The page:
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Will Romania's Entry Into NATO Speed Reforms In the Country? - 2002-11-25

Last week, Romania became a candidate to join NATO, bringing attention to the country's democratic reform efforts, which are a key part of the process. The 12 years since the fall of communism has been a turbulent time for Romania according to political leaders and analysts, who say the country still has a long way to go.

Many on the Romanian political scene say effective democracy is only starting to develop. A new political culture must be established, not only among the nation's leaders, but among its people, according to political science professor and analyst Stelian Tanase.

"The political culture of Romania is not very democratic because of 50 years of communism. It is quite complicated to understand, to learn about democracy in a few months, in few weeks, in a few years. You need a tradition, experience. I think Romania is not a consolidated democracy now. It's a mixture between weak institutions, weak mobilization of the population, with not democratically convinced politicians. I think all the Romanian politicians are authoritarian. They like very much to give orders. To do nothing or, to do less, and to give us a lot of speech. Nothing else," Mr. Tanase said.

A senior opposition figure, the reformist mayor of Bucharest Traian Basescu, holds a similar view. He said democratic development has so far fallen short. "We have to be very honest. We don't have yet a market economy, we have a lot of abuses of the party in power against local administration. We have heavy corruption at the governmental level and at the political class level. And we have corruption of public institutions. Let's be honest, we are not angels. But maybe the invitation which we received to become a NATO member will be the instrument accelerating the democratization process of our daily life," he said.

It was not only 50 years of Communism that damaged Romania, according to politicians here. The turbulent 12 years since Communism ended dragged down early hopes for reform. Prime Minister Adrian Nastase describes the period as a kind of black box with a lot of frustrations and expectations in it. He said the political scene was chaotic in the beginning, but more recently things have become more organized.

"In '89 we went from a one-party system to a political system with 200 political parties, which was of course the enthusiasm immediately after the revolution in Romania. Now we have a political landscape which is very similar with the European one. We have political parties corresponding to the European family of parties. Social democrats, liberals, Christian democrats and I think that this is one of the important changes. The political parties are no more groups of people around charismatic leaders. They are built around ideological programs. And this is in my opinion one of the important achievements," he said.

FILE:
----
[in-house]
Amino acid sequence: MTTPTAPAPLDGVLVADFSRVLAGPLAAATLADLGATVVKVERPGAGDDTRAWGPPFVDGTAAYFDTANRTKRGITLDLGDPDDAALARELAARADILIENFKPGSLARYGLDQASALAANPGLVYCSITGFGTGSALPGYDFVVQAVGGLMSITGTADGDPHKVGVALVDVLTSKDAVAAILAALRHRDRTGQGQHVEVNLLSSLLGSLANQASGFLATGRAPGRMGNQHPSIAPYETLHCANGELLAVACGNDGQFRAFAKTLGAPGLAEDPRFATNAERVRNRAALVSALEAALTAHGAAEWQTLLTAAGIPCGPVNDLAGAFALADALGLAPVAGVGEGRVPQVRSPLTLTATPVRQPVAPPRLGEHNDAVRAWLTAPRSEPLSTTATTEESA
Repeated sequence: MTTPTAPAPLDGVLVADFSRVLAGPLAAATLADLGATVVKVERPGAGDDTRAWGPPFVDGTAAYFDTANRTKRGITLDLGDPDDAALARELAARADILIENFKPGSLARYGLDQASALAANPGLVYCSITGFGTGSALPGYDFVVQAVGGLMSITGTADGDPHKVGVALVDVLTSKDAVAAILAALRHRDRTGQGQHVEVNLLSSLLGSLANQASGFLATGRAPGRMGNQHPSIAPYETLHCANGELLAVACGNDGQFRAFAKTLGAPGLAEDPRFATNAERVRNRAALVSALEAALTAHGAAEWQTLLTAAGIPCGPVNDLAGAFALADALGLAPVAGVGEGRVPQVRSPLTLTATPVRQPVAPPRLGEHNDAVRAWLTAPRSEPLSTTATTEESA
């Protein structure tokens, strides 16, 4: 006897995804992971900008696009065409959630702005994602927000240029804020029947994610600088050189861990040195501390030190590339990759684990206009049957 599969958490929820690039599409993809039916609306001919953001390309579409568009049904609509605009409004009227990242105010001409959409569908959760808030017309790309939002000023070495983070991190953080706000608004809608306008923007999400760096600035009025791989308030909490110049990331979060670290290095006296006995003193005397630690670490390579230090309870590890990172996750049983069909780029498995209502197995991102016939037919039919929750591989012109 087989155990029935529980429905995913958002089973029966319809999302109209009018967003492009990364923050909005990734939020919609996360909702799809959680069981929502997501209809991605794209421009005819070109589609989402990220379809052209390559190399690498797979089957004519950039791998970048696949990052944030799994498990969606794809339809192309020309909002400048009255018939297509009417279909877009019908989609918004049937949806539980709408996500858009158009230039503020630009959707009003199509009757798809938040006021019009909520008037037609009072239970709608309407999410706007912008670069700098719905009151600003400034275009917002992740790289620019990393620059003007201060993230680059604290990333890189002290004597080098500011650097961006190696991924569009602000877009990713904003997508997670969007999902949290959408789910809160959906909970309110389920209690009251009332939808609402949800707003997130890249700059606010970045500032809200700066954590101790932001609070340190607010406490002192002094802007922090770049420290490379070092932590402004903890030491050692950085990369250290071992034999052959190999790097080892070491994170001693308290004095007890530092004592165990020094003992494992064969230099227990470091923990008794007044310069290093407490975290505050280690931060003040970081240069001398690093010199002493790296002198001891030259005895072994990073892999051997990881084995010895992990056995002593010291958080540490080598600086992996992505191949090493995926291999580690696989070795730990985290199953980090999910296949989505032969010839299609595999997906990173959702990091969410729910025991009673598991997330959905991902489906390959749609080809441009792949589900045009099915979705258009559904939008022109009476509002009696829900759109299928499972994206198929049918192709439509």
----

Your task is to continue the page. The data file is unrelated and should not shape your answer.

Whatever the politicians may say, some members of the public take a mixed view. They acknowledge that change takes time, but also wonder when it will produce concrete results.

"After 50 years in Communism, reform is very, very slow. Because it's about three or four generations," a man in a Bucharest bookstore said. "You can't change in 10 years or in five years, you can't change the mind, the political, reform the economy, agriculture, industry. You can't change. But, very, very slow they start. And I think it's very good for our people and our nation."

Analysts are closely watching the rise of the ultra-nationalist Corneliu Vadim Tudor, who heads the second-largest party in parliament.

Mr. Vadim Tudor received one-third of the votes in the year 2000 presidential runoff election, at a time when centrist parties were in disarray. Political observers say his strong showing was an expression of the frustration people feel with economic hardship, corruption and other problems that have come with the transition from Communism. The next test of that frustration, and of the strength of Romania's political parties, will come in the next elections in 2004.